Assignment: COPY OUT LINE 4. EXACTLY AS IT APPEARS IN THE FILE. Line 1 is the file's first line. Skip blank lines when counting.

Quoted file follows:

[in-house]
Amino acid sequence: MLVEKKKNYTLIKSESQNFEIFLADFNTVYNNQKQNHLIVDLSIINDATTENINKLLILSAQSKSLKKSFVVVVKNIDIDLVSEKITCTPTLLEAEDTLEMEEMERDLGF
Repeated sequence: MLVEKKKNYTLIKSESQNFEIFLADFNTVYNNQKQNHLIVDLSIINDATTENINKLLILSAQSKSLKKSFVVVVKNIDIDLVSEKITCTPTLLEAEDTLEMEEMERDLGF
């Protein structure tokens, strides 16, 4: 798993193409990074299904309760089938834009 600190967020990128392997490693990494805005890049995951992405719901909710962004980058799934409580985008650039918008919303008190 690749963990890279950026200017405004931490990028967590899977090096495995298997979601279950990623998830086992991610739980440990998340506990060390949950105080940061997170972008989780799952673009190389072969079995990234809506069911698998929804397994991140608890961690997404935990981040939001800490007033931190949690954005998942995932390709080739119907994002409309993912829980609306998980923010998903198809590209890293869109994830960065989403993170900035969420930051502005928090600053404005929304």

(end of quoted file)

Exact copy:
């Protein structure tokens, strides 16, 4: 798993193409990074299904309760089938834009 600190967020990128392997490693990494805005890049995951992405719901909710962004980058799934409580985008650039918008919303008190 690749963990890279950026200017405004931490990028967590899977090096495995298997979601279950990623998830086992991610739980440990998340506990060390949950105080940061997170972008989780799952673009190389072969079995990234809506069911698998929804397994991140608890961690997404935990981040939001800490007033931190949690954005998942995932390709080739119907994002409309993912829980609306998980923010998903198809590209890293869109994830960065989403993170900035969420930051502005928090600053404005929304």